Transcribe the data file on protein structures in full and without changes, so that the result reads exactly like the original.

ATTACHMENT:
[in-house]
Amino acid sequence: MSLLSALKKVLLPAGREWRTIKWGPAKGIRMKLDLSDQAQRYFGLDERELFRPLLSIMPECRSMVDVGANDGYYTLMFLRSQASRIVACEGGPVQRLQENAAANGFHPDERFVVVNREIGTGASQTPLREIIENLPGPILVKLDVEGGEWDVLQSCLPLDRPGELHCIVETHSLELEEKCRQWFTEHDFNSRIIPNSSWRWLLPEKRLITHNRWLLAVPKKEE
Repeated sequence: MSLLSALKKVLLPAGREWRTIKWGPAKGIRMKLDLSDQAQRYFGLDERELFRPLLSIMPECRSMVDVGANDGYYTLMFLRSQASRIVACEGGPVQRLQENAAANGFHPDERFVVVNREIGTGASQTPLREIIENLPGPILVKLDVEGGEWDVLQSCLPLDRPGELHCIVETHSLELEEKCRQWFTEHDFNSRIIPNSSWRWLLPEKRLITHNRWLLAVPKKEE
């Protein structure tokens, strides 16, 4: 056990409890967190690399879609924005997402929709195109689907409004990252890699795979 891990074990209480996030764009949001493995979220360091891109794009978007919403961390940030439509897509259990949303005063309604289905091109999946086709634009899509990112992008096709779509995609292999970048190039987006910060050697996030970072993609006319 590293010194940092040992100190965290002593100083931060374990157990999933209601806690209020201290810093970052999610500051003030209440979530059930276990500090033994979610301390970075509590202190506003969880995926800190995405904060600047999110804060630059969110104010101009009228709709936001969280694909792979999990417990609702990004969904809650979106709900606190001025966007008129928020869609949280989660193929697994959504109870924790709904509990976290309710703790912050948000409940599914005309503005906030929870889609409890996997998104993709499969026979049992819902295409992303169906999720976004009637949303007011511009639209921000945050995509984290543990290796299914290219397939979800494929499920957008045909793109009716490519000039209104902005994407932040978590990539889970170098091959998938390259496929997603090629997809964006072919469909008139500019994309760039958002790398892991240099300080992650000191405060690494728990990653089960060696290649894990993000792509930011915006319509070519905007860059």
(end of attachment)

[in-house]
Amino acid sequence: MSLLSALKKVLLPAGREWRTIKWGPAKGIRMKLDLSDQAQRYFGLDERELFRPLLSIMPECRSMVDVGANDGYYTLMFLRSQASRIVACEGGPVQRLQENAAANGFHPDERFVVVNREIGTGASQTPLREIIENLPGPILVKLDVEGGEWDVLQSCLPLDRPGELHCIVETHSLELEEKCRQWFTEHDFNSRIIPNSSWRWLLPEKRLITHNRWLLAVPKKEE
Repeated sequence: MSLLSALKKVLLPAGREWRTIKWGPAKGIRMKLDLSDQAQRYFGLDERELFRPLLSIMPECRSMVDVGANDGYYTLMFLRSQASRIVACEGGPVQRLQENAAANGFHPDERFVVVNREIGTGASQTPLREIIENLPGPILVKLDVEGGEWDVLQSCLPLDRPGELHCIVETHSLELEEKCRQWFTEHDFNSRIIPNSSWRWLLPEKRLITHNRWLLAVPKKEE
């Protein structure tokens, strides 16, 4: 056990409890967190690399879609924005997402929709195109689907409004990252890699795979 891990074990209480996030764009949001493995979220360091891109794009978007919403961390940030439509897509259990949303005063309604289905091109999946086709634009899509990112992008096709779509995609292999970048190039987006910060050697996030970072993609006319 590293010194940092040992100190965290002593100083931060374990157990999933209601806690209020201290810093970052999610500051003030209440979530059930276990500090033994979610301390970075509590202190506003969880995926800190995405904060600047999110804060630059969110104010101009009228709709936001969280694909792979999990417990609702990004969904809650979106709900606190001025966007008129928020869609949280989660193929697994959504109870924790709904509990976290309710703790912050948000409940599914005309503005906030929870889609409890996997998104993709499969026979049992819902295409992303169906999720976004009637949303007011511009639209921000945050995509984290543990290796299914290219397939979800494929499920957008045909793109009716490519000039209104902005994407932040978590990539889970170098091959998938390259496929997603090629997809964006072919469909008139500019994309760039958002790398892991240099300080992650000191405060690494728990990653089960060696290649894990993000792509930011915006319509070519905007860059």